Nobel Prize in Economics thanks to Lehman Brothers

It is curious that one of the largest financial bankruptcies in the history of the United States of America gave the Nobel Prize in Economics to the then president of the Federal Reserve, Ben Bernanke.

it has been many years since then. Bernanke has not been given the award in 2022 for his management of the financial crisis caused by Lehman. But yes for the work they have done over the last four decades on the role that bank bailouts play in financial crises.

It has been a work carried out by Bernanke with two economics professors: Douglas Diamond and Philip Dybvig. The work investigated banking regulation and the use of public funds to sustain or rescue financial entities in times of economic uncertainty, as well as to prevent even deeper crises.

Specifically, the prize stated that it was being awarded for showing how governments can use deposits and act as a lender of last resort to head off bank problems, given that rumors of bank problems stimulate withdrawals that heighten the danger for those same banks.

These withdrawals of funds also cause bear trading or stock sales and even short sales, when the bank’s situation is more delicate.

The Swedish academy believes that his work helped central banks and regulators respond to recession and uncertainty during the Covid-19 pandemic, establishing the maxim that avoiding bank collapses is vital.

And that Bernanke decided that it was best not to prevent the collapse of Lehman because legally it could not be rescued. Now, the work of American economists marks a change in that strategy.

It also has implications in the current crisis of strong inflation and aggressive interest rate hikes around the world. In theory, economists demonstrate with their work that bank runs or bank panics in which bank customers withdraw their money for fear of a collapse and cause the bank to be decapitalized and defaults are accentuated, are a decisive factor in the depth and duration of depressions.

And that risks can be reduced by using delegated supervision in which banks are intermediaries between savers and borrowers. Such tools could help minimize the severity of the current economic situation.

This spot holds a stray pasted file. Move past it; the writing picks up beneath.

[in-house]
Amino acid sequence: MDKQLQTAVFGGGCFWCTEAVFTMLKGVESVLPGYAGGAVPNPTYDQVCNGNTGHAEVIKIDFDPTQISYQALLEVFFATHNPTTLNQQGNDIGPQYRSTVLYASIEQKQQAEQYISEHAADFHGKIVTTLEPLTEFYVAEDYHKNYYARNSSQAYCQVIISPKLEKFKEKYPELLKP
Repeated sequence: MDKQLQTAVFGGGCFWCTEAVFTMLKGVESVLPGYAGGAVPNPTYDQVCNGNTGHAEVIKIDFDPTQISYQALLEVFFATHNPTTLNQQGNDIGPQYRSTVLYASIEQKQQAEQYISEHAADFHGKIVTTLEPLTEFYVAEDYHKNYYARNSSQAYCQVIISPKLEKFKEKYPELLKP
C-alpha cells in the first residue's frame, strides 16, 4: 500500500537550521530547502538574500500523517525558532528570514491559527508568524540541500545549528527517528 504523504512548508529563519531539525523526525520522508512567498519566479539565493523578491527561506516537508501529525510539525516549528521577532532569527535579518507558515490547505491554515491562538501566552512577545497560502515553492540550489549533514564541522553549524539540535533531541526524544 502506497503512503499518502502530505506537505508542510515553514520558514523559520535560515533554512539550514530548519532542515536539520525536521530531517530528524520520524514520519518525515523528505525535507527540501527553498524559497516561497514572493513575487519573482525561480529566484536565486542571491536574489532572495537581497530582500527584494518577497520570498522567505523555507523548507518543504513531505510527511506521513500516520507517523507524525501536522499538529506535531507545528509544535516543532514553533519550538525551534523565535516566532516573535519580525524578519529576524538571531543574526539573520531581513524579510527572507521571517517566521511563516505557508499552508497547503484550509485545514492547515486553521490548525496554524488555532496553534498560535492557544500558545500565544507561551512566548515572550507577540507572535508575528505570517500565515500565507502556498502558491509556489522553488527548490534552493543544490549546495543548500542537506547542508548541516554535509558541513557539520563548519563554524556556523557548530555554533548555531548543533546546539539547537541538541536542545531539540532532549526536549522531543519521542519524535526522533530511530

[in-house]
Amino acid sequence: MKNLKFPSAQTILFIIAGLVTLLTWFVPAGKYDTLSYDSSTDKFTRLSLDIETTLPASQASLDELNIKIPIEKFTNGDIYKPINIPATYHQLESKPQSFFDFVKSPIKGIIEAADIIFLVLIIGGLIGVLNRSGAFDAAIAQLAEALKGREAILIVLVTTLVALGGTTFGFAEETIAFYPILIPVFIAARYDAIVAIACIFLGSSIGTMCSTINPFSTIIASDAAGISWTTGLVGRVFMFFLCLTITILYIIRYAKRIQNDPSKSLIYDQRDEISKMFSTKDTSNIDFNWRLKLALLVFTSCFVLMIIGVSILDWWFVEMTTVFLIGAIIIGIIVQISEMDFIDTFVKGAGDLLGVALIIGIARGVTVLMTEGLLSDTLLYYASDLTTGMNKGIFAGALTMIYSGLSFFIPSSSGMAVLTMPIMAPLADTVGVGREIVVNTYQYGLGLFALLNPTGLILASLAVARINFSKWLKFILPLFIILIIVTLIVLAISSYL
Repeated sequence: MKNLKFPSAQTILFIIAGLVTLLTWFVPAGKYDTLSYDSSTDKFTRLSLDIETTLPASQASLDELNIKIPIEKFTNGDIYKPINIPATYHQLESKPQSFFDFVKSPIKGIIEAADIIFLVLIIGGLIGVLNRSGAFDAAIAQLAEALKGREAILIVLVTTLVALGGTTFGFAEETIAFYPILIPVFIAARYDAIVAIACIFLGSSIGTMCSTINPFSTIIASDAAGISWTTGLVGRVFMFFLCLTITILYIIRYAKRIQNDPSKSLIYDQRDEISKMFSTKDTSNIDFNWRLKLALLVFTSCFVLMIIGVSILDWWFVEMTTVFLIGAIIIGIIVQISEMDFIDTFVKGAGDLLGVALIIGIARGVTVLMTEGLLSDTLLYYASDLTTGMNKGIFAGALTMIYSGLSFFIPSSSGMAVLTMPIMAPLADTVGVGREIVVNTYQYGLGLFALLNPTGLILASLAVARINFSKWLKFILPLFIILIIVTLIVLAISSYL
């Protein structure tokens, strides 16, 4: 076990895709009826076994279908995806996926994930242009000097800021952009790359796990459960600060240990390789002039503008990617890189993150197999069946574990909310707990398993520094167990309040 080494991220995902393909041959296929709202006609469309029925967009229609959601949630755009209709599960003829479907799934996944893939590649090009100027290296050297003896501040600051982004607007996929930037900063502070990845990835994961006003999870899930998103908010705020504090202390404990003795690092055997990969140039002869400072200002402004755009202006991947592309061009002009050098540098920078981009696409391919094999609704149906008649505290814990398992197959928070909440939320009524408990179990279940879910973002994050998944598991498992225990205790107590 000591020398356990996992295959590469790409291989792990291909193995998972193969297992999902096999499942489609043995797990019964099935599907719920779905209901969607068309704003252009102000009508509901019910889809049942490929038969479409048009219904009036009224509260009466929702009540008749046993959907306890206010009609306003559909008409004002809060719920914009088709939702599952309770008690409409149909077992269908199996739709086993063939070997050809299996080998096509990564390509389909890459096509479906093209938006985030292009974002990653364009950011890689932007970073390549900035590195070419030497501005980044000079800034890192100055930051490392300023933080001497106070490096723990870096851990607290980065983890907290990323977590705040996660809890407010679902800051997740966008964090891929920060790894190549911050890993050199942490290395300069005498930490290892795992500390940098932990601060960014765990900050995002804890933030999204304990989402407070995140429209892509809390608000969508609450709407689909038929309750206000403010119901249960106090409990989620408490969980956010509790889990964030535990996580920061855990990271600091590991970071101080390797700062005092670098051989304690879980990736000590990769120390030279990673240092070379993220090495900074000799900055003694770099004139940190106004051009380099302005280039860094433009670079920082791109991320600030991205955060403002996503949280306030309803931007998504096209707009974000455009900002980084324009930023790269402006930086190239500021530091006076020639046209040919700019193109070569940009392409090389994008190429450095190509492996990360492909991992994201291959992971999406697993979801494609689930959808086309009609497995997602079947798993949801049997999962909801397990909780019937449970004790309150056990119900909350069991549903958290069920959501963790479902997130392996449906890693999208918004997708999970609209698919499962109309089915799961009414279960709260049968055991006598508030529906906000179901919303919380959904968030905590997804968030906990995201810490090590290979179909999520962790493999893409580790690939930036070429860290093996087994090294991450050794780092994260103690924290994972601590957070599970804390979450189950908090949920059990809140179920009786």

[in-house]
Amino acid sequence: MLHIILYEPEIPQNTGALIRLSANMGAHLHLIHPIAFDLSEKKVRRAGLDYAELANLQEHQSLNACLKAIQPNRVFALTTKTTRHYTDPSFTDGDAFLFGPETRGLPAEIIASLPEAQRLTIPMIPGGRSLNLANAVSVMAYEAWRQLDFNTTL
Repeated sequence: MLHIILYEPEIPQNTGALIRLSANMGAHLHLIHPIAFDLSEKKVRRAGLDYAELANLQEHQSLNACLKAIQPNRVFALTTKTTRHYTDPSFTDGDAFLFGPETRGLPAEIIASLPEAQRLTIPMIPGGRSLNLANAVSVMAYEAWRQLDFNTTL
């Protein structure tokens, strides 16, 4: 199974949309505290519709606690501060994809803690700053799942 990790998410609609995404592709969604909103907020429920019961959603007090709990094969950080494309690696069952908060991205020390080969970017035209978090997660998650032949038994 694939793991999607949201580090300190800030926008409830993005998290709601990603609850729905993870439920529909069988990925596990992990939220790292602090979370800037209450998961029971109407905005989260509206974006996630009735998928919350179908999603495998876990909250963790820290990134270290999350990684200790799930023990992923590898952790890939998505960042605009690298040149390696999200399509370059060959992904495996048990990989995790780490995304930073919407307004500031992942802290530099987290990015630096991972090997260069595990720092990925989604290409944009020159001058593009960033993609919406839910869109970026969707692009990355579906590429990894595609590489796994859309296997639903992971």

Before the fall of the banks did not matter

In a certain way, the previous orthodoxy assumed that the financial sector had a very limited role in economic peaks and crises (crashes) because it was limited to converting users’ savings into investments.

However, economists have emphasized in their work that borrowing money in the short term to make long-term investments (leverage, along with the transformation of maturities) made banks susceptible to these bank runs.

In fact, they were a very important factor in the Great Crash of 1930.

Ben Bernanke, Fed chairman from 2006 to 2014, was slow to respond to the financial crisis that erupted in 2008 and 2009, destroying some $1.4 trillion in the United States alone.

The Federal Reserve thought that the big local banks were sensible enough to avoid the crisis. But it was not like that. Since then, the solution has been to require banks to have more liquidity and higher levels of capital, as well as to limit their leverage. And despite this, those levels of capital and liquidity may not be enough to face a crisis, experts say.

Hence the award for the work of these three renowned economists. The Nobel normally rewards research that has been successful and applied with good judgment and results. But this has not been the case.

A lesson not quite learned by banks

Not if we understand that the world is once again facing a delicate situation and that there is not much hope that the financial sector will be a source of strength and not contagion.

Thus, the 2022 Nobel Prize in Economics may be a warning that what was done wrong then may still be being done wrong now and that, therefore, we might not have learned anything from the serious crisis of 2009 that started with the fall in Lehman Brothers misfortune.

At the moment, the current crisis seems to favor trading in the shares of some specific banks, but, despite the rate hike, not the entire sector. Something must still be there that does not encourage bullish trading in financial stocks. Perhaps, deep down, we agree with the economists and accept that the global financial sector has not yet applied the lessons of the 2009 crisis.

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Nobel Prize in Economics thanks to Lehman Brothers